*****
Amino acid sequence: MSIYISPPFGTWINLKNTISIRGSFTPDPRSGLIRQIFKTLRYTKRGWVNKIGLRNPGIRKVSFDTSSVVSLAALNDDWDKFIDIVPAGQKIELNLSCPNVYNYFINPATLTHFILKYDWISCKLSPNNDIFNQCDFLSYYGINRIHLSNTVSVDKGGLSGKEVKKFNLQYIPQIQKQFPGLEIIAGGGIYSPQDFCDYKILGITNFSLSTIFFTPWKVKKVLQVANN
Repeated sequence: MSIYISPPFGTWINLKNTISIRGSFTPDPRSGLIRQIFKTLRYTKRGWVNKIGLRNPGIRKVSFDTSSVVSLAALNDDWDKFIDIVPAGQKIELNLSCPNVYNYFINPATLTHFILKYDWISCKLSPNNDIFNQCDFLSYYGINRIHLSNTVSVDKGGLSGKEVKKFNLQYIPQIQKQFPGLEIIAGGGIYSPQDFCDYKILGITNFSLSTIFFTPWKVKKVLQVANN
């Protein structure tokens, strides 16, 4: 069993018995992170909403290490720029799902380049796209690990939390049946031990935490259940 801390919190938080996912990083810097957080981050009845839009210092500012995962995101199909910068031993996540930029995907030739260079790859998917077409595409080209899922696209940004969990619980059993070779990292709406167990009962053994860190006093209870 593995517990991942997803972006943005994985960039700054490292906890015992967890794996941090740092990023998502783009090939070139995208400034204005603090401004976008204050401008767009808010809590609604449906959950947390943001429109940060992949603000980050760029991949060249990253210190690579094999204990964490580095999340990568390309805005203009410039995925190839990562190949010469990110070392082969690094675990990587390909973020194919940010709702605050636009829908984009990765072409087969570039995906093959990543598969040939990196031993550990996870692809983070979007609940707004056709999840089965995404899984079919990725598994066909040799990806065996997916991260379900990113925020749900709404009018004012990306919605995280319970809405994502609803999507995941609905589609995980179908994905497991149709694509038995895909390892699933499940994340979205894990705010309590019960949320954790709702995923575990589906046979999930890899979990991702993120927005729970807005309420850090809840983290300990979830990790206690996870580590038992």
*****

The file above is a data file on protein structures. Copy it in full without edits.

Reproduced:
Amino acid sequence: MSIYISPPFGTWINLKNTISIRGSFTPDPRSGLIRQIFKTLRYTKRGWVNKIGLRNPGIRKVSFDTSSVVSLAALNDDWDKFIDIVPAGQKIELNLSCPNVYNYFINPATLTHFILKYDWISCKLSPNNDIFNQCDFLSYYGINRIHLSNTVSVDKGGLSGKEVKKFNLQYIPQIQKQFPGLEIIAGGGIYSPQDFCDYKILGITNFSLSTIFFTPWKVKKVLQVANN
Repeated sequence: MSIYISPPFGTWINLKNTISIRGSFTPDPRSGLIRQIFKTLRYTKRGWVNKIGLRNPGIRKVSFDTSSVVSLAALNDDWDKFIDIVPAGQKIELNLSCPNVYNYFINPATLTHFILKYDWISCKLSPNNDIFNQCDFLSYYGINRIHLSNTVSVDKGGLSGKEVKKFNLQYIPQIQKQFPGLEIIAGGGIYSPQDFCDYKILGITNFSLSTIFFTPWKVKKVLQVANN
């Protein structure tokens, strides 16, 4: 069993018995992170909403290490720029799902380049796209690990939390049946031990935490259940 801390919190938080996912990083810097957080981050009845839009210092500012995962995101199909910068031993996540930029995907030739260079790859998917077409595409080209899922696209940004969990619980059993070779990292709406167990009962053994860190006093209870 593995517990991942997803972006943005994985960039700054490292906890015992967890794996941090740092990023998502783009090939070139995208400034204005603090401004976008204050401008767009808010809590609604449906959950947390943001429109940060992949603000980050760029991949060249990253210190690579094999204990964490580095999340990568390309805005203009410039995925190839990562190949010469990110070392082969690094675990990587390909973020194919940010709702605050636009829908984009990765072409087969570039995906093959990543598969040939990196031993550990996870692809983070979007609940707004056709999840089965995404899984079919990725598994066909040799990806065996997916991260379900990113925020749900709404009018004012990306919605995280319970809405994502609803999507995941609905589609995980179908994905497991149709694509038995895909390892699933499940994340979205894990705010309590019960949320954790709702995923575990589906046979999930890899979990991702993120927005729970807005309420850090809840983290300990979830990790206690996870580590038992």